Skip to main content
Skip to navigation

Sept. 22, 2011 Volume 33, No. 5

Deskbound faculty and staff keep massage therapist busy


Massage can ease pain, reduce blood pressure

“Jeff is booked.”

Try to make an afternoon appointment with MU massage therapist Jeff Rioux, and that’s likely the message you’ll receive — unless your back pain can wait until after Thanksgiving. 

Rioux is a licensed therapist, specializing in orthopedic massage, sports massage, Swedish relaxation massage and therapeutic stretching. Rioux, who has been practicing for 11 years, said about 99 percent of his clients are MU faculty and staff, who are eligible for discounts through the Healthy for Life Wellness Program.

 “Usually when people think of massage therapy, they think of it as a treat, like eating chocolate,” he said. “But there is an increased awareness that massage has a role to play in pain management and other clinical issues.”

Rioux said the most common culprit responsible for his clients’ pain is the computer seat. Sitting down for the majority of the day, five days a week can cause misalignment in hips and shoulders. “Not only is a sedentary lifestyle bad for our heart,” he said, “it’s bad for the rest of our bodies.”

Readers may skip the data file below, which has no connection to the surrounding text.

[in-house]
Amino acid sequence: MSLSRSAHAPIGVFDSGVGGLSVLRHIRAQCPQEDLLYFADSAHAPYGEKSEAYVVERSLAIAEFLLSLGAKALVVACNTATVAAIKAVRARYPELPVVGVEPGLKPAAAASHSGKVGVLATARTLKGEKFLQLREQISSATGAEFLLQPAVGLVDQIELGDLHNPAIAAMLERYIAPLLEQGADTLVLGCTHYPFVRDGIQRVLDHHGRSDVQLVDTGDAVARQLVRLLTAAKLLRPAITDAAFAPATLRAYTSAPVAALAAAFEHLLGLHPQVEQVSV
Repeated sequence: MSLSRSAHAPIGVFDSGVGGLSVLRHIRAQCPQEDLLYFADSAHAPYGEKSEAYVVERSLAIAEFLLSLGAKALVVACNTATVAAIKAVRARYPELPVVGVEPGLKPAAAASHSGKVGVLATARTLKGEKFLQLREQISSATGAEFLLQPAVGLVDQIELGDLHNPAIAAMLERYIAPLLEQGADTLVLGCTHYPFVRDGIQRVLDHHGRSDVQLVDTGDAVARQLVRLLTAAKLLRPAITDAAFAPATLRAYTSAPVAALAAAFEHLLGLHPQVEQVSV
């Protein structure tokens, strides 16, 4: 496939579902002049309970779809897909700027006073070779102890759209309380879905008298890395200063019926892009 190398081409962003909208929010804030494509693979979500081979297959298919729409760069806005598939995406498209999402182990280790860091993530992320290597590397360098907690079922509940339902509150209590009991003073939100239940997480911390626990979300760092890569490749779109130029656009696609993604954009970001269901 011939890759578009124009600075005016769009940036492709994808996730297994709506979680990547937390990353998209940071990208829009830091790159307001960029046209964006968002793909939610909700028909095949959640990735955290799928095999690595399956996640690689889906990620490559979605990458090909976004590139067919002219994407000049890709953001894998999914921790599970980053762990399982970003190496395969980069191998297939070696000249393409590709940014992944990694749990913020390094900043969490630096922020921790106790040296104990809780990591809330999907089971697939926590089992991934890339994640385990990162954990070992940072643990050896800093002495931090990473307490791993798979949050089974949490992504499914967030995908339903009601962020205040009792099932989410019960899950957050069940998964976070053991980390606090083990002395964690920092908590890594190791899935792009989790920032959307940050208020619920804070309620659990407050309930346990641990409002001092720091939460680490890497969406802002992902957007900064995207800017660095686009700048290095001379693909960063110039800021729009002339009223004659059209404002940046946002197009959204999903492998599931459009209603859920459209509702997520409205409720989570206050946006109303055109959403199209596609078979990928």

Gaye Baker, reimbursement coordinator for MU’s Department of Ophthalmology, is one of Rioux’s regular clients. She originally sought help with headaches, but now she’s motivated by prevention.

“People who work at desks a lot get a lot of back and shoulder tension,” Baker said. “This just helps me keep any problems away.”

Few scientific studies have measured the health effects of massage therapy, which is considered complementary or alternative medicine. The National Institute of Health, however, reports that massage can help reduce blood pressure and heart rate and is effective in treating depression and pain. And a recent study by the American Hospital Association/Health Forum found that 64 percent of hospitals use massage therapy as part of outpatient care.

“It used to be a very small percentage of the population that would consider massage therapy for chronic headaches, arthritis or hamstring (injuries),” Rioux said. “They would have previously just taken a pill.”

Rioux said every case is different, and he designs exercise regimens for his clients to practice between sessions. “If a client is motivated and does the exercises religiously, it may only take three sessions.”

Baker, who tries to schedule a deep-tissue massage every other week, said the therapy is a “great value for the price. I would say if you judge by how long it takes to get into his schedule now, that most of his other clients feel the same way.”

For MU employees, sessions at University Hospital cost $35 for 30 minutes; $50 for one hour; and $70 for 90 minutes. Rioux will also schedule two-hour, off-site chair massages for $150.

There have been discussions about expanding Rioux’s practice at University Hospital. Until then, new clients should try to schedule a morning or lunchtime appointment. They can also try to slip in after a cancellation.

At press time, he said, “the first opening I have for an afternoon slot is the 28th of November.”

To make an appointment, call 573-884-1312. 

— Megan Cassidy